The Cerebellum is involved in many cognitive and motor functions. This work focuses on the inspection of the role of the Cerebellum during motor learning. The investigation is led through simulation of a computational model representing the types and the connections of the different cerebellar neural structures. We inspect the role and the function of the main actor in cerebellar learning: the synaptic plasticity mechanism. The presence of different plasticity sites has been reported in the Cerebellum and this work aims at analysing the role of the two mechanisms of synaptic plasticity: Long-Term Depression (LTD) and Long Term Potentiation (LTP). We want to inspect their relevance in every site and the contribution of the site itself during motor learning. We have investigated the role of the Cerebellum in three different tasks: learning motor behaviours, acquiring conditioned responses and adapting the natural vestibulo-ocular reflex (VOR). We have also simulated lesion-based scenario where we caused artificial lesions at granule cells, the input processing units for all the analysed tasks. Our work remarks some results reported in literature and also leads to some new considerations about the role of some plasticity sites.

A computational model-based analysis of cerebellar plasticity in motor learning

MARCELLI, Angelo;SENATORE, ROSA
2017-01-01

Abstract

The Cerebellum is involved in many cognitive and motor functions. This work focuses on the inspection of the role of the Cerebellum during motor learning. The investigation is led through simulation of a computational model representing the types and the connections of the different cerebellar neural structures. We inspect the role and the function of the main actor in cerebellar learning: the synaptic plasticity mechanism. The presence of different plasticity sites has been reported in the Cerebellum and this work aims at analysing the role of the two mechanisms of synaptic plasticity: Long-Term Depression (LTD) and Long Term Potentiation (LTP). We want to inspect their relevance in every site and the contribution of the site itself during motor learning. We have investigated the role of the Cerebellum in three different tasks: learning motor behaviours, acquiring conditioned responses and adapting the natural vestibulo-ocular reflex (VOR). We have also simulated lesion-based scenario where we caused artificial lesions at granule cells, the input processing units for all the analysed tasks. Our work remarks some results reported in literature and also leads to some new considerations about the role of some plasticity sites.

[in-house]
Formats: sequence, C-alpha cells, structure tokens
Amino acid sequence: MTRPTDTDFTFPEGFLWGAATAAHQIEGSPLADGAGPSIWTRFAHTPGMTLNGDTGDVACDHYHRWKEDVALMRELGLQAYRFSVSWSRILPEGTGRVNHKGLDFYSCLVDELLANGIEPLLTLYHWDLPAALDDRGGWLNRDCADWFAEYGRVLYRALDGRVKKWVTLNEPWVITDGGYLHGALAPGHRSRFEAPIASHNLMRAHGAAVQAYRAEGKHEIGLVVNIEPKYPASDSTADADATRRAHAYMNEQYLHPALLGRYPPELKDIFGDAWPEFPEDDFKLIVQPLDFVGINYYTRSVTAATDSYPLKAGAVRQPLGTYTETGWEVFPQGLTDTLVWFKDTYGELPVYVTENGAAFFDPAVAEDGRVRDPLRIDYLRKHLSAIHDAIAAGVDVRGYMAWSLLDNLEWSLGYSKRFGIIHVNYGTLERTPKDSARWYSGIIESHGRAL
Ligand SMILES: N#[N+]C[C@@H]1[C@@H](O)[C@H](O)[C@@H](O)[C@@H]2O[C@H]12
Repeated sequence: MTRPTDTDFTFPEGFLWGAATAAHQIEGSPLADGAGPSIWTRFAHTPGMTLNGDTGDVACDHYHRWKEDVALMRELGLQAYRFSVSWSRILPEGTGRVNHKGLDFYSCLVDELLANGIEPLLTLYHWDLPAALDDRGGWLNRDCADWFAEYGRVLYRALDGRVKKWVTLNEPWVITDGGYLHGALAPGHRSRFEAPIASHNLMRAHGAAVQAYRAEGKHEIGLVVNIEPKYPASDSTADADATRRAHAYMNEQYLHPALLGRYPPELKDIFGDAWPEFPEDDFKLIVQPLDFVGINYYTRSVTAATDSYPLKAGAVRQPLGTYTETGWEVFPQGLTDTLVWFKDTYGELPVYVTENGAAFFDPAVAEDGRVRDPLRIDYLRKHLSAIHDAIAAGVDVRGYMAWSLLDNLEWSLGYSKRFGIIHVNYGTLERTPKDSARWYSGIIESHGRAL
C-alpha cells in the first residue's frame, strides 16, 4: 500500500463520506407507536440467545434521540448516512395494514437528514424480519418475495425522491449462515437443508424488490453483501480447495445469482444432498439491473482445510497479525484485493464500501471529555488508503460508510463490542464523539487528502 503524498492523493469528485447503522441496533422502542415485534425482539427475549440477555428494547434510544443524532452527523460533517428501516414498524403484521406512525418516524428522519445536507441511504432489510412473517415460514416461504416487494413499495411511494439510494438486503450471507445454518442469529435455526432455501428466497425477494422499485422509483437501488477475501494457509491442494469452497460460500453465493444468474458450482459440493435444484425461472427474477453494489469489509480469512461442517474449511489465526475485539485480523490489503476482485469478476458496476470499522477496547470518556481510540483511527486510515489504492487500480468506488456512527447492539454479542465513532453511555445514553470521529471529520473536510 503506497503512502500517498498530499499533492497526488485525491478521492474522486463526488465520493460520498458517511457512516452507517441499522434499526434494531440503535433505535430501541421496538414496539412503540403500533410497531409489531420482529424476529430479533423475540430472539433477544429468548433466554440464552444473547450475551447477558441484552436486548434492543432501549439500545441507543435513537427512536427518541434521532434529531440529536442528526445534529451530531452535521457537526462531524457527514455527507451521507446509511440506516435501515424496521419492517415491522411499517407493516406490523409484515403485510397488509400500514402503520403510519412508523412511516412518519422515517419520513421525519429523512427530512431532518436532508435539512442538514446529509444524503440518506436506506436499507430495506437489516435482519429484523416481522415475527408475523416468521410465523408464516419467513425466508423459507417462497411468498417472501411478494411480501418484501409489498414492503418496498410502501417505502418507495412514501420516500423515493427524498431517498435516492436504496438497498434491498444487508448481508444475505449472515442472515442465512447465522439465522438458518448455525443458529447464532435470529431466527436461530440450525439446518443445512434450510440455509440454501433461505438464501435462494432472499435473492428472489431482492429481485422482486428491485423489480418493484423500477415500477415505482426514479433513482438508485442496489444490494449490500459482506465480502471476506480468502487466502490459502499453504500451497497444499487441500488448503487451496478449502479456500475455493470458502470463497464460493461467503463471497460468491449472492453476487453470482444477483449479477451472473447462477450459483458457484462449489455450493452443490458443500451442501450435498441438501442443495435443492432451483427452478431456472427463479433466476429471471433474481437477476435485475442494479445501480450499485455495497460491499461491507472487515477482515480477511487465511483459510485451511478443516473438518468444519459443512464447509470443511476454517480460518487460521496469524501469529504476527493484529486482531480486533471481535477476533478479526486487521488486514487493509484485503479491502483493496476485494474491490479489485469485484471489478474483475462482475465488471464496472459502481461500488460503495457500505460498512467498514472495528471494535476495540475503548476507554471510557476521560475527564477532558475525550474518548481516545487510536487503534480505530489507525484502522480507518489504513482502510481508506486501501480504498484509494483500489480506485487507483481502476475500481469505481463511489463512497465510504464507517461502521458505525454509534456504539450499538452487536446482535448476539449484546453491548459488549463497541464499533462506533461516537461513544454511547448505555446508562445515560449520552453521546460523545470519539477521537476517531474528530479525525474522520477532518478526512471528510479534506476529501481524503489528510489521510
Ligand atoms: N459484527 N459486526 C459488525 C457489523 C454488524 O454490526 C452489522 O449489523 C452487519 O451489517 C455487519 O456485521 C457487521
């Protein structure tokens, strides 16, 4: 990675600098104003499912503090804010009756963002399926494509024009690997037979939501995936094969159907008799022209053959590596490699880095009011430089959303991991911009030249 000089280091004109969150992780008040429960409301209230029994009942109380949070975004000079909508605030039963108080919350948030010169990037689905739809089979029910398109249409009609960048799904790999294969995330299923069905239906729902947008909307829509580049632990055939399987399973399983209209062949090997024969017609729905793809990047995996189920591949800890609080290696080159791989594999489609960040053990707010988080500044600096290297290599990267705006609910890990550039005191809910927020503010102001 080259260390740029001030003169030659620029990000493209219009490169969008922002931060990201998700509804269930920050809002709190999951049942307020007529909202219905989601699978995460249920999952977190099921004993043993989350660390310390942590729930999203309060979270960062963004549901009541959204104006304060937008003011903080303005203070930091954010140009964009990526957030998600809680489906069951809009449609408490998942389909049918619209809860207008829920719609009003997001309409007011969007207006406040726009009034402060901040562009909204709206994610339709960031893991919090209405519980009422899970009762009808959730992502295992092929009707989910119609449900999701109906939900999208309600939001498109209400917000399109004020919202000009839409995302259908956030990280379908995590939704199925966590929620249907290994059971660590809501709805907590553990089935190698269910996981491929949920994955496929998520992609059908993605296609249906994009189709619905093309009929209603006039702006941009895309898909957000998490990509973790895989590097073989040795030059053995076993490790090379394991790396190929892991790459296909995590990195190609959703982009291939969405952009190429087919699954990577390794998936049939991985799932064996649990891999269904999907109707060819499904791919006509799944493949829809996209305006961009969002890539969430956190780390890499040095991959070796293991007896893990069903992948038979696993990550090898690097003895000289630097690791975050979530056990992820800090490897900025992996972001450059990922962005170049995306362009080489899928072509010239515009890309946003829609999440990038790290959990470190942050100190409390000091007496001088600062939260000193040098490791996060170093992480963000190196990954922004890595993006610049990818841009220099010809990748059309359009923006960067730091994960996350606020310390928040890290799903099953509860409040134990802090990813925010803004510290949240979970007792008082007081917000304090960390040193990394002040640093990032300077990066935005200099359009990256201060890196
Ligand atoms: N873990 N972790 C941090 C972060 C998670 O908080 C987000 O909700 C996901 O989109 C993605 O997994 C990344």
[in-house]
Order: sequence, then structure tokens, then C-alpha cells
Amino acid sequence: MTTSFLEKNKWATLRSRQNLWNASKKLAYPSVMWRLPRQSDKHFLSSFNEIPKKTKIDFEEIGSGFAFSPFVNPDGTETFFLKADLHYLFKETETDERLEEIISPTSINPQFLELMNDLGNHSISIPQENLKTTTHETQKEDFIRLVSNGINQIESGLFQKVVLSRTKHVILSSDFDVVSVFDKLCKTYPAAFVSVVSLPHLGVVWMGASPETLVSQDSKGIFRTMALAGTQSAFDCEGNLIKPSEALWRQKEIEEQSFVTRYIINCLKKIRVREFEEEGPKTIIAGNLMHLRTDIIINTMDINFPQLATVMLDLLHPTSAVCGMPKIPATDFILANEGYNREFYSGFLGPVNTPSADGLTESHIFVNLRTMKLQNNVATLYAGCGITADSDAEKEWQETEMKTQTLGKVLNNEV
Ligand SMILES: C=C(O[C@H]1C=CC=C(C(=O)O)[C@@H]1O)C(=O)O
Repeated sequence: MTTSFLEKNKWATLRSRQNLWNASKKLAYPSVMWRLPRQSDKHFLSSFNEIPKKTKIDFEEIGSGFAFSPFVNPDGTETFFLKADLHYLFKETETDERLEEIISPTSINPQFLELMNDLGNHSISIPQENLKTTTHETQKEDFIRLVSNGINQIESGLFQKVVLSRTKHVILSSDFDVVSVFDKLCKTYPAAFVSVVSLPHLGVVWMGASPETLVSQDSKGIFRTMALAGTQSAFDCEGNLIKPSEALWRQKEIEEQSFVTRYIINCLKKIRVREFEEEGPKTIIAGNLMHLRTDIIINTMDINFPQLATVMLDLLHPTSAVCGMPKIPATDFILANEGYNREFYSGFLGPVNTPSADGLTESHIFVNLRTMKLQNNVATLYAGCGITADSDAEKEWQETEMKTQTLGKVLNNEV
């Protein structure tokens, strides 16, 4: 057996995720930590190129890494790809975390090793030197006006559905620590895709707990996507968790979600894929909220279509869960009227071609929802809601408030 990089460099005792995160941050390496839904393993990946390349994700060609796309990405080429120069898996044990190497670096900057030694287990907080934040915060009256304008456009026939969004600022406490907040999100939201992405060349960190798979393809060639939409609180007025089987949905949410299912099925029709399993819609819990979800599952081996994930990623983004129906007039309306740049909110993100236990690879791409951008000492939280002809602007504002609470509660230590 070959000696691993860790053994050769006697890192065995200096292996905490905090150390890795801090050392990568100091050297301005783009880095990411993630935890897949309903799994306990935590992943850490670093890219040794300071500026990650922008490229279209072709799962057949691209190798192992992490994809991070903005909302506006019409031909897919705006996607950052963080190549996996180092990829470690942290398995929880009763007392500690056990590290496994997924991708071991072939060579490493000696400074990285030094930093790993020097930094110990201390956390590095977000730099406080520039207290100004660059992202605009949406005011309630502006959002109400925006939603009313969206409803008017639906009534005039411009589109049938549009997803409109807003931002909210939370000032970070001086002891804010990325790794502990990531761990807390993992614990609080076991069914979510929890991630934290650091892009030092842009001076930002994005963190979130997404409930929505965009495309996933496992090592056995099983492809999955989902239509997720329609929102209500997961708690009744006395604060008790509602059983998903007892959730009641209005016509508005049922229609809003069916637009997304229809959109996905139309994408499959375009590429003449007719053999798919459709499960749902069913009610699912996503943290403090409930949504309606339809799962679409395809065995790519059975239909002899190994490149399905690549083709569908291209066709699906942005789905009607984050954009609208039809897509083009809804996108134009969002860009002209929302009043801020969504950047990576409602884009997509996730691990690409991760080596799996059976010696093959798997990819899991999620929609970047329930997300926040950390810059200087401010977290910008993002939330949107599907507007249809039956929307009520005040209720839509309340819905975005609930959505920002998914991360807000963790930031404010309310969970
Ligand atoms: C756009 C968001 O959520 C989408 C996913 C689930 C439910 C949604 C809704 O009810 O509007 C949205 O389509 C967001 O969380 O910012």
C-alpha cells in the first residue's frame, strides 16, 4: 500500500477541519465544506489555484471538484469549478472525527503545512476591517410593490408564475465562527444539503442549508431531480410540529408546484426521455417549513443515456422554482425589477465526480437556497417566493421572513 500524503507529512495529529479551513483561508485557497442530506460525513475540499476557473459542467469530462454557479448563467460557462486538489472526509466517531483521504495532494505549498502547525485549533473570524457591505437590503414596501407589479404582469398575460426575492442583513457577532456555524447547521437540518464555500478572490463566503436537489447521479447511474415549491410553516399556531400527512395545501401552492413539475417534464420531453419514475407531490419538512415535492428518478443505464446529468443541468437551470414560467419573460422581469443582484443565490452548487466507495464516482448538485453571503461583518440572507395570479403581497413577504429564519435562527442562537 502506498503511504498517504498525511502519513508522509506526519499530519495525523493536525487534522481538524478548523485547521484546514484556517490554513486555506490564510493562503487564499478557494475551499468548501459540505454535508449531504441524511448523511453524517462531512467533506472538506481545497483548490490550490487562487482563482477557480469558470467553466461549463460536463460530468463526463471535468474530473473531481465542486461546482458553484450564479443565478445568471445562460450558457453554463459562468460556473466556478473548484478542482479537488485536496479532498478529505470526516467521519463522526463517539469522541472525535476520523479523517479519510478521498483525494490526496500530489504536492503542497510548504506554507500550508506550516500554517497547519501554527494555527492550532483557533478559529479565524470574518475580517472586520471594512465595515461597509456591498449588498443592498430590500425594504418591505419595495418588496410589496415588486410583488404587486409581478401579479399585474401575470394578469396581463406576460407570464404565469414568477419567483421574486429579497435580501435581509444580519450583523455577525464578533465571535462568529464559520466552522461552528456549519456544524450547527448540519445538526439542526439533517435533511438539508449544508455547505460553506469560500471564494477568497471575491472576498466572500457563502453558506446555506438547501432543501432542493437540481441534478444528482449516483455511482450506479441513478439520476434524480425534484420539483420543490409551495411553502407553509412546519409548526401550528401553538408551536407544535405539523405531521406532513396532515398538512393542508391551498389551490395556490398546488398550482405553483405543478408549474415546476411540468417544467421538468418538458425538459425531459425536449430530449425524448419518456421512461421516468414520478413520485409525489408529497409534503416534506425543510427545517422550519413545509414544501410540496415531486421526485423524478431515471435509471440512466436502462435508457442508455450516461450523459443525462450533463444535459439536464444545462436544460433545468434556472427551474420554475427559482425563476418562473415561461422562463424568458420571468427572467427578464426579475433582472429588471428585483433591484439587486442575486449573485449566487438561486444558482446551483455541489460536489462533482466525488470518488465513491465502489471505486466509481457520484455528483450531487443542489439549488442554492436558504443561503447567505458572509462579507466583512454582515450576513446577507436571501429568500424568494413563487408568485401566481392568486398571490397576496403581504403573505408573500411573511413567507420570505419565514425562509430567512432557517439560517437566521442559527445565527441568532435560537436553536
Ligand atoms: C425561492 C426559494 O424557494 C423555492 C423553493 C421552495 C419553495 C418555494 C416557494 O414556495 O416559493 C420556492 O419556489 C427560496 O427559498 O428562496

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Utilizza questo identificativo per citare o creare un link a questo documento: https://hdl.handle.net/11386/4687657
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